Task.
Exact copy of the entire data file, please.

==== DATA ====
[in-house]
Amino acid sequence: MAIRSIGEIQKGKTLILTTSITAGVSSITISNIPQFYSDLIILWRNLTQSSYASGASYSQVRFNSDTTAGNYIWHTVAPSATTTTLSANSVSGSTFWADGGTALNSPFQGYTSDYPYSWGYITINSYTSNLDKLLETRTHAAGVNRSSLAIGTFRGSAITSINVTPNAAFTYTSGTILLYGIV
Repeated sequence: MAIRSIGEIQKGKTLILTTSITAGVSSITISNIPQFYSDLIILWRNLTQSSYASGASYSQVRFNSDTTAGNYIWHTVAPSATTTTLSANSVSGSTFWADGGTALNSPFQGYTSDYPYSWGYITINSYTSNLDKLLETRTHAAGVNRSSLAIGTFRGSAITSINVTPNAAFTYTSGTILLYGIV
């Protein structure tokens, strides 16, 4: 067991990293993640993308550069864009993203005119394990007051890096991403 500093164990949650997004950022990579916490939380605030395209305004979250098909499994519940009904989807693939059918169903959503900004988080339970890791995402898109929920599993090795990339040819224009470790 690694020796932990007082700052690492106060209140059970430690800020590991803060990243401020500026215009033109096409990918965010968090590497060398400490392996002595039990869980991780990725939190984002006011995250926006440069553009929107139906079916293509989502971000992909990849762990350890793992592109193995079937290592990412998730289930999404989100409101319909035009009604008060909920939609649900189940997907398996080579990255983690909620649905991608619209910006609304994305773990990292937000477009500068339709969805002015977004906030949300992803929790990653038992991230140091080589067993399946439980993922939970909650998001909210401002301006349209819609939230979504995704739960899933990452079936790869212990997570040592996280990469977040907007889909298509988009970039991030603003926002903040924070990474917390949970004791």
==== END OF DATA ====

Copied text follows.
[in-house]
Amino acid sequence: MAIRSIGEIQKGKTLILTTSITAGVSSITISNIPQFYSDLIILWRNLTQSSYASGASYSQVRFNSDTTAGNYIWHTVAPSATTTTLSANSVSGSTFWADGGTALNSPFQGYTSDYPYSWGYITINSYTSNLDKLLETRTHAAGVNRSSLAIGTFRGSAITSINVTPNAAFTYTSGTILLYGIV
Repeated sequence: MAIRSIGEIQKGKTLILTTSITAGVSSITISNIPQFYSDLIILWRNLTQSSYASGASYSQVRFNSDTTAGNYIWHTVAPSATTTTLSANSVSGSTFWADGGTALNSPFQGYTSDYPYSWGYITINSYTSNLDKLLETRTHAAGVNRSSLAIGTFRGSAITSINVTPNAAFTYTSGTILLYGIV
């Protein structure tokens, strides 16, 4: 067991990293993640993308550069864009993203005119394990007051890096991403 500093164990949650997004950022990579916490939380605030395209305004979250098909499994519940009904989807693939059918169903959503900004988080339970890791995402898109929920599993090795990339040819224009470790 690694020796932990007082700052690492106060209140059970430690800020590991803060990243401020500026215009033109096409990918965010968090590497060398400490392996002595039990869980991780990725939190984002006011995250926006440069553009929107139906079916293509989502971000992909990849762990350890793992592109193995079937290592990412998730289930999404989100409101319909035009009604008060909920939609649900189940997907398996080579990255983690909620649905991608619209910006609304994305773990990292937000477009500068339709969805002015977004906030949300992803929790990653038992991230140091080589067993399946439980993922939970909650998001909210401002301006349209819609939230979504995704739960899933990452079936790869212990997570040592996280990469977040907007889909298509988009970039991030603003926002903040924070990474917390949970004791």